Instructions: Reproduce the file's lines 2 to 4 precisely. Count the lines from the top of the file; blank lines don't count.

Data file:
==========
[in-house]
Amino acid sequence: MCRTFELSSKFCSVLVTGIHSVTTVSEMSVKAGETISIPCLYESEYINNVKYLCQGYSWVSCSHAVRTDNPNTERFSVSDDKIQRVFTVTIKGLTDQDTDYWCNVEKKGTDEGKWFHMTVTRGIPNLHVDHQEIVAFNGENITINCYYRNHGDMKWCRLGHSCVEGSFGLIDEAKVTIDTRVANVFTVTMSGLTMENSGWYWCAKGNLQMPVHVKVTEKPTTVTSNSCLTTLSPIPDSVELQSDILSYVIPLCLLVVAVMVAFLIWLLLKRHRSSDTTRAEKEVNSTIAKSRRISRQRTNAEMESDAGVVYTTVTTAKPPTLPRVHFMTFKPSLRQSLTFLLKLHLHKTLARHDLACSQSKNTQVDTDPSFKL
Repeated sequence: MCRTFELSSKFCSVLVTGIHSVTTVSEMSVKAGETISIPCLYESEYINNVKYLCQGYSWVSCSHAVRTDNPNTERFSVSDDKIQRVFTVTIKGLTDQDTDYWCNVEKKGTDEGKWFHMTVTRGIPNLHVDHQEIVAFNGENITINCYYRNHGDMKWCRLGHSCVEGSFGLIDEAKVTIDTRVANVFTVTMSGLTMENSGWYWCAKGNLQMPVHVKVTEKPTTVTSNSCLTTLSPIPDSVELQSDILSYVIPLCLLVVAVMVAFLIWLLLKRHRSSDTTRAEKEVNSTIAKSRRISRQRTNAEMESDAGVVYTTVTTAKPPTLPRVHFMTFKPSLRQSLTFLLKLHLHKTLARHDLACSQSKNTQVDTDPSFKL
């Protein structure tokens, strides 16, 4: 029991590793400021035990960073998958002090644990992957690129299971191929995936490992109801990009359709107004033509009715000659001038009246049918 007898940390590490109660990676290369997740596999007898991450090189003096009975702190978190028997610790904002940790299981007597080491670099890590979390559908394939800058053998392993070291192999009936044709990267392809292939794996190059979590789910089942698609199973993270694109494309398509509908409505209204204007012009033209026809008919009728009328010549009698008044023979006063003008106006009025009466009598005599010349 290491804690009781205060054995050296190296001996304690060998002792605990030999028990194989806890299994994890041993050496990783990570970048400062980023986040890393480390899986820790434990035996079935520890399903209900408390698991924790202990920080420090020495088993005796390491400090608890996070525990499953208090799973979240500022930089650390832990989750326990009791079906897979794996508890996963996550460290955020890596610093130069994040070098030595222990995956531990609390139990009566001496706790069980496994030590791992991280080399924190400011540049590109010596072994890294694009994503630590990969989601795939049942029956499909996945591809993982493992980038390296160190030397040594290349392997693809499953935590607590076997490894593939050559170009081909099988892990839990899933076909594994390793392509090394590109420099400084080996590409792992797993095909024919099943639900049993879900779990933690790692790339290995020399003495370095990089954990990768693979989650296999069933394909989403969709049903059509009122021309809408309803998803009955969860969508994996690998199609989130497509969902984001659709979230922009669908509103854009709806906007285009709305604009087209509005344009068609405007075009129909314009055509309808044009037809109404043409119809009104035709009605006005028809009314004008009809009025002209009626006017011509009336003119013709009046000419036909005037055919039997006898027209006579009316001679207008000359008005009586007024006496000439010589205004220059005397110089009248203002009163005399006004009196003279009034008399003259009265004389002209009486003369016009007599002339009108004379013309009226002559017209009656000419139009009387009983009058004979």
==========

Amino acid sequence: MCRTFELSSKFCSVLVTGIHSVTTVSEMSVKAGETISIPCLYESEYINNVKYLCQGYSWVSCSHAVRTDNPNTERFSVSDDKIQRVFTVTIKGLTDQDTDYWCNVEKKGTDEGKWFHMTVTRGIPNLHVDHQEIVAFNGENITINCYYRNHGDMKWCRLGHSCVEGSFGLIDEAKVTIDTRVANVFTVTMSGLTMENSGWYWCAKGNLQMPVHVKVTEKPTTVTSNSCLTTLSPIPDSVELQSDILSYVIPLCLLVVAVMVAFLIWLLLKRHRSSDTTRAEKEVNSTIAKSRRISRQRTNAEMESDAGVVYTTVTTAKPPTLPRVHFMTFKPSLRQSLTFLLKLHLHKTLARHDLACSQSKNTQVDTDPSFKL
Repeated sequence: MCRTFELSSKFCSVLVTGIHSVTTVSEMSVKAGETISIPCLYESEYINNVKYLCQGYSWVSCSHAVRTDNPNTERFSVSDDKIQRVFTVTIKGLTDQDTDYWCNVEKKGTDEGKWFHMTVTRGIPNLHVDHQEIVAFNGENITINCYYRNHGDMKWCRLGHSCVEGSFGLIDEAKVTIDTRVANVFTVTMSGLTMENSGWYWCAKGNLQMPVHVKVTEKPTTVTSNSCLTTLSPIPDSVELQSDILSYVIPLCLLVVAVMVAFLIWLLLKRHRSSDTTRAEKEVNSTIAKSRRISRQRTNAEMESDAGVVYTTVTTAKPPTLPRVHFMTFKPSLRQSLTFLLKLHLHKTLARHDLACSQSKNTQVDTDPSFKL
């Protein structure tokens, strides 16, 4: 029991590793400021035990960073998958002090644990992957690129299971191929995936490992109801990009359709107004033509009715000659001038009246049918 007898940390590490109660990676290369997740596999007898991450090189003096009975702190978190028997610790904002940790299981007597080491670099890590979390559908394939800058053998392993070291192999009936044709990267392809292939794996190059979590789910089942698609199973993270694109494309398509509908409505209204204007012009033209026809008919009728009328010549009698008044023979006063003008106006009025009466009598005599010349 290491804690009781205060054995050296190296001996304690060998002792605990030999028990194989806890299994994890041993050496990783990570970048400062980023986040890393480390899986820790434990035996079935520890399903209900408390698991924790202990920080420090020495088993005796390491400090608890996070525990499953208090799973979240500022930089650390832990989750326990009791079906897979794996508890996963996550460290955020890596610093130069994040070098030595222990995956531990609390139990009566001496706790069980496994030590791992991280080399924190400011540049590109010596072994890294694009994503630590990969989601795939049942029956499909996945591809993982493992980038390296160190030397040594290349392997693809499953935590607590076997490894593939050559170009081909099988892990839990899933076909594994390793392509090394590109420099400084080996590409792992797993095909024919099943639900049993879900779990933690790692790339290995020399003495370095990089954990990768693979989650296999069933394909989403969709049903059509009122021309809408309803998803009955969860969508994996690998199609989130497509969902984001659709979230922009669908509103854009709806906007285009709305604009087209509005344009068609405007075009129909314009055509309808044009037809109404043409119809009104035709009605006005028809009314004008009809009025002209009626006017011509009336003119013709009046000419036909005037055919039997006898027209006579009316001679207008000359008005009586007024006496000439010589205004220059005397110089009248203002009163005399006004009196003279009034008399003259009265004389002209009486003369016009007599002339009108004379013309009226002559017209009656000419139009009387009983009058004979």